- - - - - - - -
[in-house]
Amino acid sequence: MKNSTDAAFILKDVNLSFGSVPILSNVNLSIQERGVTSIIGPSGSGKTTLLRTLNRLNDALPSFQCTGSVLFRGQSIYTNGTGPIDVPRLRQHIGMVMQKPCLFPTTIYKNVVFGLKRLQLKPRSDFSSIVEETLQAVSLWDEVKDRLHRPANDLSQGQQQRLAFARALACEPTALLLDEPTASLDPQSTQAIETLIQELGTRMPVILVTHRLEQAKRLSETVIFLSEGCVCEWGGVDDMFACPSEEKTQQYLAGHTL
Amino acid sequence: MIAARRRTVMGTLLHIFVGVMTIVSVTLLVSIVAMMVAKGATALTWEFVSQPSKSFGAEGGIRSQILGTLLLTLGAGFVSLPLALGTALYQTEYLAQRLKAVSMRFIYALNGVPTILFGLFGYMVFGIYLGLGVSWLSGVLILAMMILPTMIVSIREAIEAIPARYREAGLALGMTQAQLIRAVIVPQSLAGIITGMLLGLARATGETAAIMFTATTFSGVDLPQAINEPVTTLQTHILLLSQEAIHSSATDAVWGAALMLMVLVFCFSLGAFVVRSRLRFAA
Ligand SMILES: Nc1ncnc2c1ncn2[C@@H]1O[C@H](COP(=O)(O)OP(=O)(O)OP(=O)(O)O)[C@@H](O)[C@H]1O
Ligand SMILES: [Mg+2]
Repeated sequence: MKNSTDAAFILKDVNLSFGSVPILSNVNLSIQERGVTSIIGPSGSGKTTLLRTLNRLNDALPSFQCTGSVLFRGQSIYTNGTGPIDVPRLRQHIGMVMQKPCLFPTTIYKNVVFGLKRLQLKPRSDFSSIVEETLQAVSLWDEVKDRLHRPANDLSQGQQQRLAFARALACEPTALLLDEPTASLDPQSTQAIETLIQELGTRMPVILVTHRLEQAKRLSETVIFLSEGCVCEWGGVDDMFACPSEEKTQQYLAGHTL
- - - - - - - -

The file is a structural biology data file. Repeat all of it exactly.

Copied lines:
[in-house]
Amino acid sequence: MKNSTDAAFILKDVNLSFGSVPILSNVNLSIQERGVTSIIGPSGSGKTTLLRTLNRLNDALPSFQCTGSVLFRGQSIYTNGTGPIDVPRLRQHIGMVMQKPCLFPTTIYKNVVFGLKRLQLKPRSDFSSIVEETLQAVSLWDEVKDRLHRPANDLSQGQQQRLAFARALACEPTALLLDEPTASLDPQSTQAIETLIQELGTRMPVILVTHRLEQAKRLSETVIFLSEGCVCEWGGVDDMFACPSEEKTQQYLAGHTL
Amino acid sequence: MIAARRRTVMGTLLHIFVGVMTIVSVTLLVSIVAMMVAKGATALTWEFVSQPSKSFGAEGGIRSQILGTLLLTLGAGFVSLPLALGTALYQTEYLAQRLKAVSMRFIYALNGVPTILFGLFGYMVFGIYLGLGVSWLSGVLILAMMILPTMIVSIREAIEAIPARYREAGLALGMTQAQLIRAVIVPQSLAGIITGMLLGLARATGETAAIMFTATTFSGVDLPQAINEPVTTLQTHILLLSQEAIHSSATDAVWGAALMLMVLVFCFSLGAFVVRSRLRFAA
Ligand SMILES: Nc1ncnc2c1ncn2[C@@H]1O[C@H](COP(=O)(O)OP(=O)(O)OP(=O)(O)O)[C@@H](O)[C@H]1O
Ligand SMILES: [Mg+2]
Repeated sequence: MKNSTDAAFILKDVNLSFGSVPILSNVNLSIQERGVTSIIGPSGSGKTTLLRTLNRLNDALPSFQCTGSVLFRGQSIYTNGTGPIDVPRLRQHIGMVMQKPCLFPTTIYKNVVFGLKRLQLKPRSDFSSIVEETLQAVSLWDEVKDRLHRPANDLSQGQQQRLAFARALACEPTALLLDEPTASLDPQSTQAIETLIQELGTRMPVILVTHRLEQAKRLSETVIFLSEGCVCEWGGVDDMFACPSEEKTQQYLAGHTL